Erich Poppitz has updated his statistics on the high energy theory job market to include data from 2009. He counts hirings to tenure-track faculty jobs, using data from the Theoretical Particle Physics Jobs Rumor Mill. For 2009, out of 12 hires listed on the Rumor Mill, he counts 9 as in high-energy theory, 3 as cosmologists. Of the 9 high energy theorists, he counts 7 as in phenomenology, 2 as in string theory. I’m not sure exactly who he is counting as a string theorist, probably Easson (string cosmology) and either Elvang (now working on QFT amplitudes) or Shih (supersymmetry breaking). It appears that it is now essentially impossible to get a permanent job in a physics department if you’re working on the more formal end of string theory (or string phenomenology, for that matter). You pretty much have to work in cosmology or phenomenology to have some sort of job prospects.
The academic job market in general in the US is in a terrible state, and this is reflected in the change from an average of around 20 hires per year in recent years to 9 in 2009. It looks like the situation won’t be any better for 2010. The imbalance between the large number of new PhDs and postdocs, and very few permanent jobs is quite remarkable. According to the postdoc rumor mill, this year already 8 people have accepted postdocs in Princeton, at the university and the IAS, making this small segment of the community large enough to fill almost all the available permanent jobs.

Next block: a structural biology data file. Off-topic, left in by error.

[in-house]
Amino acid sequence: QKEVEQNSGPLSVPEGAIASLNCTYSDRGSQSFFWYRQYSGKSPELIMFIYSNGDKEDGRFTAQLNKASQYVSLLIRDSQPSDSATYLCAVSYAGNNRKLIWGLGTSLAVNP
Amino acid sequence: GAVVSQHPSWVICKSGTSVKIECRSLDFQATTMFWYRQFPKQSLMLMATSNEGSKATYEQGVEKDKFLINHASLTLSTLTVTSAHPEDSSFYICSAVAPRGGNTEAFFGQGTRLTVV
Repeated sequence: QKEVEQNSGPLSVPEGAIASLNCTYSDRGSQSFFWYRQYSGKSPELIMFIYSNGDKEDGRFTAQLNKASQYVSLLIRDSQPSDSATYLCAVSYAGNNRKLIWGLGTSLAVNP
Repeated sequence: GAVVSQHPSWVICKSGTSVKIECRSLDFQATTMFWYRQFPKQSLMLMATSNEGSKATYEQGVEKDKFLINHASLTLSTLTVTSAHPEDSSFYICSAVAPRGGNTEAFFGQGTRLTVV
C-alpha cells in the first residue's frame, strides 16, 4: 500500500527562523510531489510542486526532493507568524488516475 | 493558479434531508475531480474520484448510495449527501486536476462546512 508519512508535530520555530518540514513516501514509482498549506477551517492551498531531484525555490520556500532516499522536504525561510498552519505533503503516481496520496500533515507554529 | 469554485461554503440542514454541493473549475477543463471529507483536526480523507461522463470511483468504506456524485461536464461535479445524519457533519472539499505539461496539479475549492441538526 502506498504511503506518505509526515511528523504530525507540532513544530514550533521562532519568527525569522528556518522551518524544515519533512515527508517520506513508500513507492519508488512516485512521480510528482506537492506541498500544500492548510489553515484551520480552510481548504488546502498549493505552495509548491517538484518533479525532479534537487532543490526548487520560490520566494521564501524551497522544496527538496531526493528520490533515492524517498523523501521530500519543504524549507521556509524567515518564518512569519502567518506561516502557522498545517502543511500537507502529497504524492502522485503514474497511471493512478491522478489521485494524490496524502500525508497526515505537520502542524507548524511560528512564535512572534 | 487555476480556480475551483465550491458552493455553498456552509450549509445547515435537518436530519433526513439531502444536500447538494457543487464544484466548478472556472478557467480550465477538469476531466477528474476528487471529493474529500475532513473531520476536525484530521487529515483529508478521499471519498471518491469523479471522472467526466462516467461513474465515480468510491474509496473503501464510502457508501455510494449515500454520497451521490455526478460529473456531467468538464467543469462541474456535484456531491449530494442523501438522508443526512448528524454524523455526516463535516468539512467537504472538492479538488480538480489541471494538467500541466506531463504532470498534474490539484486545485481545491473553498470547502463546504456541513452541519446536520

The US economy remains on its knees due to the economic crisis triggered by the blow-up of debt instruments, especially those designed by quants often coming from a physics background. Luckily for physics PhDs who now have no hope for a job in academia, what I hear from my financial industry friends is that, unlike the rest of the economy, their companies are doing quite well, embarking on new rounds of hiring.